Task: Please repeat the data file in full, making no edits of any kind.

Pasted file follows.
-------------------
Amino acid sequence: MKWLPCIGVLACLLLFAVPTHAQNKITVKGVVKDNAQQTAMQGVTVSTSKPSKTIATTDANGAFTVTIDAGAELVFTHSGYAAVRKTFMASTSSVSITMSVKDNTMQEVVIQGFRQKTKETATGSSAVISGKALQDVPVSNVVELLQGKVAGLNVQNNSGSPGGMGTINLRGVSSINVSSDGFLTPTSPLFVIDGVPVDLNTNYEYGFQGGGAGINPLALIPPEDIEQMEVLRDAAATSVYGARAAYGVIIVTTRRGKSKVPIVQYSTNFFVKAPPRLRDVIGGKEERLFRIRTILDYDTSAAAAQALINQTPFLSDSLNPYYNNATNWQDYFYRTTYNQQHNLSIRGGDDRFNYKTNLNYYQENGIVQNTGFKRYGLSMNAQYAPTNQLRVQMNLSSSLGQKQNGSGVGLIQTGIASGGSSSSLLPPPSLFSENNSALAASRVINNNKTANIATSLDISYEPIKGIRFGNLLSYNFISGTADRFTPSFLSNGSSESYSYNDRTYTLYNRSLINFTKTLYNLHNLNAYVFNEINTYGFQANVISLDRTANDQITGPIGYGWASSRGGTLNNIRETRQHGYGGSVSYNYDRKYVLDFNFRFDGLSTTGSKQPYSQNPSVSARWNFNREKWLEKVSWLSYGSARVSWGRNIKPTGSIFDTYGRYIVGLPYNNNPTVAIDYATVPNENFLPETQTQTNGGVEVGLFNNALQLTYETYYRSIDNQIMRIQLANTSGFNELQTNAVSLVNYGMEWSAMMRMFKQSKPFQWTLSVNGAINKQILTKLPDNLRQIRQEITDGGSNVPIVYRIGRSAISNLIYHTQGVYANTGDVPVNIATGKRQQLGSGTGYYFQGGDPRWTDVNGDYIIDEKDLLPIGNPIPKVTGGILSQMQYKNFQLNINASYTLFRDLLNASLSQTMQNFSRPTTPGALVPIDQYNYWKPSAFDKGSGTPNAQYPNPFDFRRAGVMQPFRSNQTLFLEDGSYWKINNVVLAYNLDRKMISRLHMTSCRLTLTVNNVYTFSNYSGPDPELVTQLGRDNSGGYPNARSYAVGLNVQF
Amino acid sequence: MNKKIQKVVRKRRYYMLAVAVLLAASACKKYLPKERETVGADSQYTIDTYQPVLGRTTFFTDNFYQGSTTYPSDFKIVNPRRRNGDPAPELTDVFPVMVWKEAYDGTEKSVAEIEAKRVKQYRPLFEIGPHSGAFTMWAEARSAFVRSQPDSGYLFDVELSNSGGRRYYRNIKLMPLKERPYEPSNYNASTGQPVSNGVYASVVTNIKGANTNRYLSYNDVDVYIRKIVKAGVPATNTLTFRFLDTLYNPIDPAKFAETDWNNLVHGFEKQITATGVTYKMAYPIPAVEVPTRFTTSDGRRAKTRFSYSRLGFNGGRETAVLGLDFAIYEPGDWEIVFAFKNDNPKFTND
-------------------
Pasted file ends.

Amino acid sequence: MKWLPCIGVLACLLLFAVPTHAQNKITVKGVVKDNAQQTAMQGVTVSTSKPSKTIATTDANGAFTVTIDAGAELVFTHSGYAAVRKTFMASTSSVSITMSVKDNTMQEVVIQGFRQKTKETATGSSAVISGKALQDVPVSNVVELLQGKVAGLNVQNNSGSPGGMGTINLRGVSSINVSSDGFLTPTSPLFVIDGVPVDLNTNYEYGFQGGGAGINPLALIPPEDIEQMEVLRDAAATSVYGARAAYGVIIVTTRRGKSKVPIVQYSTNFFVKAPPRLRDVIGGKEERLFRIRTILDYDTSAAAAQALINQTPFLSDSLNPYYNNATNWQDYFYRTTYNQQHNLSIRGGDDRFNYKTNLNYYQENGIVQNTGFKRYGLSMNAQYAPTNQLRVQMNLSSSLGQKQNGSGVGLIQTGIASGGSSSSLLPPPSLFSENNSALAASRVINNNKTANIATSLDISYEPIKGIRFGNLLSYNFISGTADRFTPSFLSNGSSESYSYNDRTYTLYNRSLINFTKTLYNLHNLNAYVFNEINTYGFQANVISLDRTANDQITGPIGYGWASSRGGTLNNIRETRQHGYGGSVSYNYDRKYVLDFNFRFDGLSTTGSKQPYSQNPSVSARWNFNREKWLEKVSWLSYGSARVSWGRNIKPTGSIFDTYGRYIVGLPYNNNPTVAIDYATVPNENFLPETQTQTNGGVEVGLFNNALQLTYETYYRSIDNQIMRIQLANTSGFNELQTNAVSLVNYGMEWSAMMRMFKQSKPFQWTLSVNGAINKQILTKLPDNLRQIRQEITDGGSNVPIVYRIGRSAISNLIYHTQGVYANTGDVPVNIATGKRQQLGSGTGYYFQGGDPRWTDVNGDYIIDEKDLLPIGNPIPKVTGGILSQMQYKNFQLNINASYTLFRDLLNASLSQTMQNFSRPTTPGALVPIDQYNYWKPSAFDKGSGTPNAQYPNPFDFRRAGVMQPFRSNQTLFLEDGSYWKINNVVLAYNLDRKMISRLHMTSCRLTLTVNNVYTFSNYSGPDPELVTQLGRDNSGGYPNARSYAVGLNVQF
Amino acid sequence: MNKKIQKVVRKRRYYMLAVAVLLAASACKKYLPKERETVGADSQYTIDTYQPVLGRTTFFTDNFYQGSTTYPSDFKIVNPRRRNGDPAPELTDVFPVMVWKEAYDGTEKSVAEIEAKRVKQYRPLFEIGPHSGAFTMWAEARSAFVRSQPDSGYLFDVELSNSGGRRYYRNIKLMPLKERPYEPSNYNASTGQPVSNGVYASVVTNIKGANTNRYLSYNDVDVYIRKIVKAGVPATNTLTFRFLDTLYNPIDPAKFAETDWNNLVHGFEKQITATGVTYKMAYPIPAVEVPTRFTTSDGRRAKTRFSYSRLGFNGGRETAVLGLDFAIYEPGDWEIVFAFKNDNPKFTND